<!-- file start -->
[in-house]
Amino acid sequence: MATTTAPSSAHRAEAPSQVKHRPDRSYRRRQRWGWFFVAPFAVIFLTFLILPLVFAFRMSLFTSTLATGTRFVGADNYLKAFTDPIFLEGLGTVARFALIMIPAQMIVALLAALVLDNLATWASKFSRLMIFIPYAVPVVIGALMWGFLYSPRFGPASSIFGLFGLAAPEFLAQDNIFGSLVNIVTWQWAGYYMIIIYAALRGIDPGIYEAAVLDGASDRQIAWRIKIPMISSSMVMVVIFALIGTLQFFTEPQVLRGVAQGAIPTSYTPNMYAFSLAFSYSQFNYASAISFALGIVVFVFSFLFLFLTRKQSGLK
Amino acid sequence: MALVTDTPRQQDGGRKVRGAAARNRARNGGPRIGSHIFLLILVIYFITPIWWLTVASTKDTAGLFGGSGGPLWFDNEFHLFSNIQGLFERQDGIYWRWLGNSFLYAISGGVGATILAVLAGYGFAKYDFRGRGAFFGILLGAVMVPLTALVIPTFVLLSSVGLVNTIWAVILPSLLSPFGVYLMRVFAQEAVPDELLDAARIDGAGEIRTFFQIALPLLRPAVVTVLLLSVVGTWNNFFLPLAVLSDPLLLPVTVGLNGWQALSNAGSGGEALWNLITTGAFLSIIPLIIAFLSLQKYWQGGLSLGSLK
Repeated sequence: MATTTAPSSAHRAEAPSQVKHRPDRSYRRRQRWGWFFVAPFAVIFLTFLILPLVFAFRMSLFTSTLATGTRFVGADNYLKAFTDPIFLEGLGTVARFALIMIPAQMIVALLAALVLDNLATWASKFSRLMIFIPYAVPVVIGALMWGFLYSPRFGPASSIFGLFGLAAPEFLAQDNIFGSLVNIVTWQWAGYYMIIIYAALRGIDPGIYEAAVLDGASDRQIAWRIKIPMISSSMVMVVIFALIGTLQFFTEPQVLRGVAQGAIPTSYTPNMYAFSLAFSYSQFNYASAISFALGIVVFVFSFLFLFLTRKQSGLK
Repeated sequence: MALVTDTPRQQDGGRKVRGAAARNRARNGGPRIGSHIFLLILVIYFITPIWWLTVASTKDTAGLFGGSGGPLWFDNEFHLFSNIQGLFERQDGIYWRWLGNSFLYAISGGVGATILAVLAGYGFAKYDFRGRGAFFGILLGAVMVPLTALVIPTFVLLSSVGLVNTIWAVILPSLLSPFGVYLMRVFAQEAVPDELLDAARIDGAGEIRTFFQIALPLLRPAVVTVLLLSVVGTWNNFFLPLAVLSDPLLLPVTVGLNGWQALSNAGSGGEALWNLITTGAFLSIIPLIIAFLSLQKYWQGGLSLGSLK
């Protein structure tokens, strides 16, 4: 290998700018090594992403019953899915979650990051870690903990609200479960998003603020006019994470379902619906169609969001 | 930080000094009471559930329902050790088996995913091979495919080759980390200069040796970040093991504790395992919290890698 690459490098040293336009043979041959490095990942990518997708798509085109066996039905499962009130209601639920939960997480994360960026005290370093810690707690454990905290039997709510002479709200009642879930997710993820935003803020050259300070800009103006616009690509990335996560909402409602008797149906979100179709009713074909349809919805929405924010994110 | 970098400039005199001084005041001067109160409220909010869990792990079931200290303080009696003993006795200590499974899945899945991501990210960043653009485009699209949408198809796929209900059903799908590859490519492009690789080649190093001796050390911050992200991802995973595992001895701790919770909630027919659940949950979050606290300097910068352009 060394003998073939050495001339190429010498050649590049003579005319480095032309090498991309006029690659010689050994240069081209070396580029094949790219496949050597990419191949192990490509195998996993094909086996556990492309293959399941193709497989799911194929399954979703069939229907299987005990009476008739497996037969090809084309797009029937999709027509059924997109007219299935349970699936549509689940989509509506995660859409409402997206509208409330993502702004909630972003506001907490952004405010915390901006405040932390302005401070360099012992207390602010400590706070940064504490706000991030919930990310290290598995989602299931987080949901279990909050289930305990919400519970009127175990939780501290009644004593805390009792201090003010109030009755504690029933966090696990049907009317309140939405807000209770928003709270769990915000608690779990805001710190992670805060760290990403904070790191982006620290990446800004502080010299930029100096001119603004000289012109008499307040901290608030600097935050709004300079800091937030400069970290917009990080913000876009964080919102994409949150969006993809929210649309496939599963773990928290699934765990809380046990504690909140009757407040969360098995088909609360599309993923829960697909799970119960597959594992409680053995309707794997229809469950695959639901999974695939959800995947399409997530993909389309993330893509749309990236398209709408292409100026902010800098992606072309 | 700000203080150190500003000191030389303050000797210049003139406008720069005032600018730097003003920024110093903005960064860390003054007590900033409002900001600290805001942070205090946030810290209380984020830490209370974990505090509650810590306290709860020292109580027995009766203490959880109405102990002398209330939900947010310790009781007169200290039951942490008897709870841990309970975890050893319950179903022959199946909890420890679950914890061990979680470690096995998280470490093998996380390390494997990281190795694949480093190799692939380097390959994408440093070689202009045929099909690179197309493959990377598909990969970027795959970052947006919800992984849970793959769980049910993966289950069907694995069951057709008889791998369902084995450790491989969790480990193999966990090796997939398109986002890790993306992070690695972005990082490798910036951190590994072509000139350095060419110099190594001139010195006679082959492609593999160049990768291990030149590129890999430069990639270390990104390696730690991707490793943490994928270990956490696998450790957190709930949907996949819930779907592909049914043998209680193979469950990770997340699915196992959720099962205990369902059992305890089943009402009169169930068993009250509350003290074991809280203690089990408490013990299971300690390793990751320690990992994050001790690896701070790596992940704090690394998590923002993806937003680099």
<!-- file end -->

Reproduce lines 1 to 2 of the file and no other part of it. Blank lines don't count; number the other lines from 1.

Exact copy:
[in-house]
Amino acid sequence: MATTTAPSSAHRAEAPSQVKHRPDRSYRRRQRWGWFFVAPFAVIFLTFLILPLVFAFRMSLFTSTLATGTRFVGADNYLKAFTDPIFLEGLGTVARFALIMIPAQMIVALLAALVLDNLATWASKFSRLMIFIPYAVPVVIGALMWGFLYSPRFGPASSIFGLFGLAAPEFLAQDNIFGSLVNIVTWQWAGYYMIIIYAALRGIDPGIYEAAVLDGASDRQIAWRIKIPMISSSMVMVVIFALIGTLQFFTEPQVLRGVAQGAIPTSYTPNMYAFSLAFSYSQFNYASAISFALGIVVFVFSFLFLFLTRKQSGLK